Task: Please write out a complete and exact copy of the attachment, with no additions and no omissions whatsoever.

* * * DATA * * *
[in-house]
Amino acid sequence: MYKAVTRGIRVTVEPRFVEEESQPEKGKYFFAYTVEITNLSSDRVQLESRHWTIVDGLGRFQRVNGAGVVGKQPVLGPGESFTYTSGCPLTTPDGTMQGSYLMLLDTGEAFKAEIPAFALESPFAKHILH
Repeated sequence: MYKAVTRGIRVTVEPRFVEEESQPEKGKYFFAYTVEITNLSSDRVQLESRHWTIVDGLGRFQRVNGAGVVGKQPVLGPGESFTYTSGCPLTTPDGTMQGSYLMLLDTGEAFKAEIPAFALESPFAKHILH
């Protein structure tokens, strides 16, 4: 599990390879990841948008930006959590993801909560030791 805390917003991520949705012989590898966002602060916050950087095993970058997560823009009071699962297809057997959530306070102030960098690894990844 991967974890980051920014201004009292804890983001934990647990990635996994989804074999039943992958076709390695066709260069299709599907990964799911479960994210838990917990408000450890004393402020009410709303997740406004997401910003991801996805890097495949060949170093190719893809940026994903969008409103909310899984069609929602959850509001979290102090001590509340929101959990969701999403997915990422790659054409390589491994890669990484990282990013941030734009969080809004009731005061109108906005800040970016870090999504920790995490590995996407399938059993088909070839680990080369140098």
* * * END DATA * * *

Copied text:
[in-house]
Amino acid sequence: MYKAVTRGIRVTVEPRFVEEESQPEKGKYFFAYTVEITNLSSDRVQLESRHWTIVDGLGRFQRVNGAGVVGKQPVLGPGESFTYTSGCPLTTPDGTMQGSYLMLLDTGEAFKAEIPAFALESPFAKHILH
Repeated sequence: MYKAVTRGIRVTVEPRFVEEESQPEKGKYFFAYTVEITNLSSDRVQLESRHWTIVDGLGRFQRVNGAGVVGKQPVLGPGESFTYTSGCPLTTPDGTMQGSYLMLLDTGEAFKAEIPAFALESPFAKHILH
């Protein structure tokens, strides 16, 4: 599990390879990841948008930006959590993801909560030791 805390917003991520949705012989590898966002602060916050950087095993970058997560823009009071699962297809057997959530306070102030960098690894990844 991967974890980051920014201004009292804890983001934990647990990635996994989804074999039943992958076709390695066709260069299709599907990964799911479960994210838990917990408000450890004393402020009410709303997740406004997401910003991801996805890097495949060949170093190719893809940026994903969008409103909310899984069609929602959850509001979290102090001590509340929101959990969701999403997915990422790659054409390589491994890669990484990282990013941030734009969080809004009731005061109108906005800040970016870090999504920790995490590995996407399938059993088909070839680990080369140098």